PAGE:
The ultimate goal of meditative practice is to reach the state of pure awareness that is known as Nirvana, enlightenment or truth. However, it is the secondary benefits of meditation that are regarded as more achievable, and these are improvements in physical, mental and emotional health. Meditation allows us to detach ourselves from the transient realm of the mind and emotions, and enter a mode of awareness and allowing, or receptivity. There are two main approaches – concentration (associated with Yoga) and mindfulness (or insight, a Buddhist practice).
Scents, in the form of oils, candles or incense, are often used to enhance meditation. An appropriate fragrance can encourage a meditative state. Indeed, the preparation of the scent, such as lighting the candle or joss stick might even form part of a personal ritual that precedes meditation. However, despite this close association, scent is usually an adjunct, not the focus of the meditation. The focus might be concentrating on a flame, a mantra, or the breath, or, in the case of mindfulness meditation, allowing an unbroken, detached attentiveness to any thoughts and sensations that arise.
So, how has scent become linked with meditation? The use of aromatic substances to elicit particular responses via the sense of smell was integral to many cultures and life practices. These early uses included sacred and ritualistic practices such as anointing with fragrant oils and offering rites to gods; embalming and medicinal practices; as cosmetics, fumigants and mood-altering substances; as spiritual and philosophical healing systems; and for ritual stimulation of dreams and visions. Therefore aromatic substances were from the earliest times used as a means to alter mental states as well as for pleasure. It is now well established that scent can alter moods, perhaps by imparting a sense of calm, or clarity, or vitality. Some fragrances can even bringing about altered states of consciousness. For example, many shamanistic practices involve burning aromatic plants to alter consciousness and allow communication with the animal, plant and spirit worlds. It was priests and shamans who were the first healers of the psyche…
Meditation often begins by focussing the mind and attention on a sensory stimulus –usually a visual or auditory one. From there, you progress to the point of being alert and receptive, and eventually the division between the self and the focus of the meditation becomes blurred and disappears. As the mode of consciousness changes, different perceptions come and go.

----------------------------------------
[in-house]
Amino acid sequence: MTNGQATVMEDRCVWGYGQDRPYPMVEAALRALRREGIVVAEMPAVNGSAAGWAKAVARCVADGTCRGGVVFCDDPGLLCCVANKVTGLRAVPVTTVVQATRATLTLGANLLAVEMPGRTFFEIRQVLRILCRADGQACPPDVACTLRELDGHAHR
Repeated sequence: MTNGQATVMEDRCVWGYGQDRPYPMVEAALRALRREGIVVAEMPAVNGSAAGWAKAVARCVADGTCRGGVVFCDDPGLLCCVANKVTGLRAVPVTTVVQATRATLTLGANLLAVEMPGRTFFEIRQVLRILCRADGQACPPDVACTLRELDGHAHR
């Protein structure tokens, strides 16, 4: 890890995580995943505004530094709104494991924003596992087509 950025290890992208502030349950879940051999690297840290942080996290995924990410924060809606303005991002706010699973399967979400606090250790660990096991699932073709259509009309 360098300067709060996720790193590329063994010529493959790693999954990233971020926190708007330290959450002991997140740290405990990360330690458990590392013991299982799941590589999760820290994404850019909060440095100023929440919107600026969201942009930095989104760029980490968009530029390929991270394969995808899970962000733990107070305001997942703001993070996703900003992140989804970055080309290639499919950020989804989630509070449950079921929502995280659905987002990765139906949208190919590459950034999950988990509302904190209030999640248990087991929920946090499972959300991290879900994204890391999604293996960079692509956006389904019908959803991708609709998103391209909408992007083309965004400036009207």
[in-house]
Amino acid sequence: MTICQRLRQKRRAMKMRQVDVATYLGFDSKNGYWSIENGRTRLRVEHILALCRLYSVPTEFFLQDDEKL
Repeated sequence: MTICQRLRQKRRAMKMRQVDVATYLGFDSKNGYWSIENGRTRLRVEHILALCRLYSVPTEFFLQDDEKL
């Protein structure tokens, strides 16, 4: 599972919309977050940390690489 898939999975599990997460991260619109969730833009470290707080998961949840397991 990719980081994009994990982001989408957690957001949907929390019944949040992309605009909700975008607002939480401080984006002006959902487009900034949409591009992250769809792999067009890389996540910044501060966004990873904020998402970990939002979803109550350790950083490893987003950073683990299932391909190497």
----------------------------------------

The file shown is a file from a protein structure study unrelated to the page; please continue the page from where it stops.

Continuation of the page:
Therefore scent too can become the initial focus of a meditation. We can focus on the scent, becoming aware of the different layers, as the top notes fade while the middle and base notes emerge. Analysis is not needed, and this removes us from the ‘problem solving’ state of mind and aids the shift to receptiveness – so we become centred in awareness rather than our mind. The interesting thing about scent meditation is that it seems to encourage creative awareness.
The following scent meditation can be used with the fragrances of essential oils, and you might like to start with the oils that we have highlighted. It is best to dispense a couple of drops on a smelling strip or blotting paper to allow an even and unhindered evaporation; this allows the true fragrance to evolve. The meditation was originally designed by the artisan perfumer and psychotherapist, Mandy Aftel, and has been adapted from her original script.
A meditation on scent
Prepare your chosen essential oil, and sit in a comfortable position, in a place away from other smells and distractions. You might like to close your eyes and count backwards from 30 to help to still your thoughts, or take a few unforced, deep, slow breaths. Then, hold the scent to your nose; sniff a few times to gain an initial impression. Then, focus your attention on your sense of smell, and continue to sniff, as needed, for a few moments. Notice the different notes that emerge, and then let them go. The scent will keep changing, sometimes obviously, sometimes this will be subtle. Discard any mental distractions that arise and keep returning to the scent. Then, holding the scent to your nose again, inhale deeply three times. You might like to open your eyes while you imagine your consciousness dissolving outward to the scent, feel as though you can touch it, merge with it, flow into it. When you feel you have reached the point of saturation, close your eyes again, and detach yourself from all senses but smell.
Descend deeply inside, bearing the essence of the scent you have chosen, and touch it with your vision of the scent. Build an inner picture of the essence – the essence of the essence. Imagine it as an object, or something abstract, a sound, a colour or shape, a plant, an animal, a scene, a place – anything that seems to you to be conjured by the deep impression of the scent. Turn outward again, and consciously smell the scent again. Repeat the outer phase and inner phase until you feel that the experience has reached a natural conclusion.
You will find that each scent you meditate upon creates a different internal image and meditative experience.Meditation adapted from Aftel, M. (2001) Essence and Alchemy: a book of perfume London: Bloomsbury
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